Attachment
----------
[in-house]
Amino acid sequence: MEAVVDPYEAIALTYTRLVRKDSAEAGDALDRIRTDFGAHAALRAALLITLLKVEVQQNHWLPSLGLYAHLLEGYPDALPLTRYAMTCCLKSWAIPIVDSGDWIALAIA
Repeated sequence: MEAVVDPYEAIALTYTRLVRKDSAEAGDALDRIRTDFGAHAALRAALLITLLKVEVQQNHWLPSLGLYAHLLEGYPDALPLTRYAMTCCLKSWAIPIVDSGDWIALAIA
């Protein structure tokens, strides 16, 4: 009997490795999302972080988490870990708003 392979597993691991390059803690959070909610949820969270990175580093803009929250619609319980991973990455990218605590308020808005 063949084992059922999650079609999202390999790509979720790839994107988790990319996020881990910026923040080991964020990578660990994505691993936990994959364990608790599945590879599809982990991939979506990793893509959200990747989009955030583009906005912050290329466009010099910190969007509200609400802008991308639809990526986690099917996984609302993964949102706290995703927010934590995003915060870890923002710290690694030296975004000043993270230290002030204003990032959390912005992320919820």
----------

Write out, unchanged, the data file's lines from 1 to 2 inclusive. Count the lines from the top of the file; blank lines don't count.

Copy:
[in-house]
Amino acid sequence: MEAVVDPYEAIALTYTRLVRKDSAEAGDALDRIRTDFGAHAALRAALLITLLKVEVQQNHWLPSLGLYAHLLEGYPDALPLTRYAMTCCLKSWAIPIVDSGDWIALAIA